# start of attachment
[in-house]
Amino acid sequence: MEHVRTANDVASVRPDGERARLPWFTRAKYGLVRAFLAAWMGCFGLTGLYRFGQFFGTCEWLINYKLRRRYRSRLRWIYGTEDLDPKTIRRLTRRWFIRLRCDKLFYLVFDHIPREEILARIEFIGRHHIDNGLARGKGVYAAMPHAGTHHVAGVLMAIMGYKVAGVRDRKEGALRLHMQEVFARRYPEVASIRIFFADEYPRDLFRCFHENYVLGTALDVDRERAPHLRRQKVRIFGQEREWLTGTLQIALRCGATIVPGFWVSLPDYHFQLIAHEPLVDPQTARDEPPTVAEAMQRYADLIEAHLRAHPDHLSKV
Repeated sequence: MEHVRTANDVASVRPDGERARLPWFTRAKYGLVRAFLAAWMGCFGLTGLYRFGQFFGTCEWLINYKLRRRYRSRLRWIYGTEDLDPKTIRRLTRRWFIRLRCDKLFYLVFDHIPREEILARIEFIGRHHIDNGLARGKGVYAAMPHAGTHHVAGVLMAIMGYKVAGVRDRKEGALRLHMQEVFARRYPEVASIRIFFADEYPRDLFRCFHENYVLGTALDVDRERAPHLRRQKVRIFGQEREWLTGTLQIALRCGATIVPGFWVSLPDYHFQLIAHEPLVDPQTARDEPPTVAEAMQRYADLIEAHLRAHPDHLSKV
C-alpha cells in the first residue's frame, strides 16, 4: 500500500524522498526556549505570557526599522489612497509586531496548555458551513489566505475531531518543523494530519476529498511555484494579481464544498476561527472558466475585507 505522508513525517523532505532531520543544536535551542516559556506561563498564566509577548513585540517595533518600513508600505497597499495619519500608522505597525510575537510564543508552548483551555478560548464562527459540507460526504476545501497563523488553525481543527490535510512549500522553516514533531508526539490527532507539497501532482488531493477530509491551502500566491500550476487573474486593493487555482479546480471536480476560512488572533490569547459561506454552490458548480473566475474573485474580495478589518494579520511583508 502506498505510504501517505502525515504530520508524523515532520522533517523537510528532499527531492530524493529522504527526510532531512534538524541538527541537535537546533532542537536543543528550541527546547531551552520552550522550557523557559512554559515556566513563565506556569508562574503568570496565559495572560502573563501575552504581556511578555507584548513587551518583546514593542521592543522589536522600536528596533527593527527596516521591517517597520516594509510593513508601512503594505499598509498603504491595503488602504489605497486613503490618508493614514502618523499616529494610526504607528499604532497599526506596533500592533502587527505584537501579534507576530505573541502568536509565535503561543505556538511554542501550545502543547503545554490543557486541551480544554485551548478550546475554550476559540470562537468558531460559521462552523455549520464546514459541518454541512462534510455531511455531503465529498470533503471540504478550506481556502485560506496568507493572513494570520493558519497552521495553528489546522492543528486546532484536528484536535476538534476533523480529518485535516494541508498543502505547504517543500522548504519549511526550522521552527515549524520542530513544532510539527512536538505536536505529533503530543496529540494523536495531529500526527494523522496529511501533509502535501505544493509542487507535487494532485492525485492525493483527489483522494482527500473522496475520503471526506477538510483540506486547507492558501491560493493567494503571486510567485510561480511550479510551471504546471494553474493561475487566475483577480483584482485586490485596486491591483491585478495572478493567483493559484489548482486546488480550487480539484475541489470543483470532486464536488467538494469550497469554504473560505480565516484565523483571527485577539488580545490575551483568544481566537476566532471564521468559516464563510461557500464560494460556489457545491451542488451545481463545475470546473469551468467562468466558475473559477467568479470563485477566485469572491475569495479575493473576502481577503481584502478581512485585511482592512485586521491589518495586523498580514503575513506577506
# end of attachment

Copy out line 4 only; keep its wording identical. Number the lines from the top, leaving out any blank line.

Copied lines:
C-alpha cells in the first residue's frame, strides 16, 4: 500500500524522498526556549505570557526599522489612497509586531496548555458551513489566505475531531518543523494530519476529498511555484494579481464544498476561527472558466475585507 505522508513525517523532505532531520543544536535551542516559556506561563498564566509577548513585540517595533518600513508600505497597499495619519500608522505597525510575537510564543508552548483551555478560548464562527459540507460526504476545501497563523488553525481543527490535510512549500522553516514533531508526539490527532507539497501532482488531493477530509491551502500566491500550476487573474486593493487555482479546480471536480476560512488572533490569547459561506454552490458548480473566475474573485474580495478589518494579520511583508 502506498505510504501517505502525515504530520508524523515532520522533517523537510528532499527531492530524493529522504527526510532531512534538524541538527541537535537546533532542537536543543528550541527546547531551552520552550522550557523557559512554559515556566513563565506556569508562574503568570496565559495572560502573563501575552504581556511578555507584548513587551518583546514593542521592543522589536522600536528596533527593527527596516521591517517597520516594509510593513508601512503594505499598509498603504491595503488602504489605497486613503490618508493614514502618523499616529494610526504607528499604532497599526506596533500592533502587527505584537501579534507576530505573541502568536509565535503561543505556538511554542501550545502543547503545554490543557486541551480544554485551548478550546475554550476559540470562537468558531460559521462552523455549520464546514459541518454541512462534510455531511455531503465529498470533503471540504478550506481556502485560506496568507493572513494570520493558519497552521495553528489546522492543528486546532484536528484536535476538534476533523480529518485535516494541508498543502505547504517543500522548504519549511526550522521552527515549524520542530513544532510539527512536538505536536505529533503530543496529540494523536495531529500526527494523522496529511501533509502535501505544493509542487507535487494532485492525485492525493483527489483522494482527500473522496475520503471526506477538510483540506486547507492558501491560493493567494503571486510567485510561480511550479510551471504546471494553474493561475487566475483577480483584482485586490485596486491591483491585478495572478493567483493559484489548482486546488480550487480539484475541489470543483470532486464536488467538494469550497469554504473560505480565516484565523483571527485577539488580545490575551483568544481566537476566532471564521468559516464563510461557500464560494460556489457545491451542488451545481463545475470546473469551468467562468466558475473559477467568479470563485477566485469572491475569495479575493473576502481577503481584502478581512485585511482592512485586521491589518495586523498580514503575513506577506